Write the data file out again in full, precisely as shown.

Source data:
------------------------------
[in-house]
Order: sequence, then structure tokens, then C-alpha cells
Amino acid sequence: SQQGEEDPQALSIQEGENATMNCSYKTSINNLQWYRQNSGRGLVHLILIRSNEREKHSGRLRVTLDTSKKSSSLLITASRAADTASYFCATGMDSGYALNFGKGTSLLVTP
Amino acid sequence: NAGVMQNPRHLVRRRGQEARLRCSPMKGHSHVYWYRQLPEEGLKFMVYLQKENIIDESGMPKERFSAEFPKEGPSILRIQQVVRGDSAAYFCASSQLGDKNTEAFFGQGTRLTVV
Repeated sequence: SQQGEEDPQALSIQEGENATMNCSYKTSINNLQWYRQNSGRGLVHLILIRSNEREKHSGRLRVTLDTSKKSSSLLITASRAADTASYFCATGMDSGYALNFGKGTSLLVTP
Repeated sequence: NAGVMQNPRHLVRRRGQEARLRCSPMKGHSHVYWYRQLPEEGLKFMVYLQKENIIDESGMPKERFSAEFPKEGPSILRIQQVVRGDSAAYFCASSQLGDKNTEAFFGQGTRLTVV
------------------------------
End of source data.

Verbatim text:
[in-house]
Order: sequence, then structure tokens, then C-alpha cells
Amino acid sequence: SQQGEEDPQALSIQEGENATMNCSYKTSINNLQWYRQNSGRGLVHLILIRSNEREKHSGRLRVTLDTSKKSSSLLITASRAADTASYFCATGMDSGYALNFGKGTSLLVTP
Amino acid sequence: NAGVMQNPRHLVRRRGQEARLRCSPMKGHSHVYWYRQLPEEGLKFMVYLQKENIIDESGMPKERFSAEFPKEGPSILRIQQVVRGDSAAYFCASSQLGDKNTEAFFGQGTRLTVV
Repeated sequence: SQQGEEDPQALSIQEGENATMNCSYKTSINNLQWYRQNSGRGLVHLILIRSNEREKHSGRLRVTLDTSKKSSSLLITASRAADTASYFCATGMDSGYALNFGKGTSLLVTP
Repeated sequence: NAGVMQNPRHLVRRRGQEARLRCSPMKGHSHVYWYRQLPEEGLKFMVYLQKENIIDESGMPKERFSAEFPKEGPSILRIQQVVRGDSAAYFCASSQLGDKNTEAFFGQGTRLTVV